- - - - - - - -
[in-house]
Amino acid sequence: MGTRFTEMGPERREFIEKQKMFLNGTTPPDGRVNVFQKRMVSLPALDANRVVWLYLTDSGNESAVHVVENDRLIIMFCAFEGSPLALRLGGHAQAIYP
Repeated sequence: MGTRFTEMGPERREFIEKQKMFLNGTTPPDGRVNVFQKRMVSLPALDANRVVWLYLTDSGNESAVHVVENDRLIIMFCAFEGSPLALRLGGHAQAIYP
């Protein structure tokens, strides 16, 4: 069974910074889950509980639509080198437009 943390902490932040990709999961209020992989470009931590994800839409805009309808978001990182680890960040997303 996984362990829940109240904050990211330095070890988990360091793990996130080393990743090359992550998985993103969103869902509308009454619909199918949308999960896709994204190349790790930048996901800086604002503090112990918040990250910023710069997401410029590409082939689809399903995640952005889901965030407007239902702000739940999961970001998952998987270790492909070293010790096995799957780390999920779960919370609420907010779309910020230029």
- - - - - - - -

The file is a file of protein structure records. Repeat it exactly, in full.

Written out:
[in-house]
Amino acid sequence: MGTRFTEMGPERREFIEKQKMFLNGTTPPDGRVNVFQKRMVSLPALDANRVVWLYLTDSGNESAVHVVENDRLIIMFCAFEGSPLALRLGGHAQAIYP
Repeated sequence: MGTRFTEMGPERREFIEKQKMFLNGTTPPDGRVNVFQKRMVSLPALDANRVVWLYLTDSGNESAVHVVENDRLIIMFCAFEGSPLALRLGGHAQAIYP
């Protein structure tokens, strides 16, 4: 069974910074889950509980639509080198437009 943390902490932040990709999961209020992989470009931590994800839409805009309808978001990182680890960040997303 996984362990829940109240904050990211330095070890988990360091793990996130080393990743090359992550998985993103969103869902509308009454619909199918949308999960896709994204190349790790930048996901800086604002503090112990918040990250910023710069997401410029590409082939689809399903995640952005889901965030407007239902702000739940999961970001998952998987270790492909070293010790096995799957780390999920779960919370609420907010779309910020230029």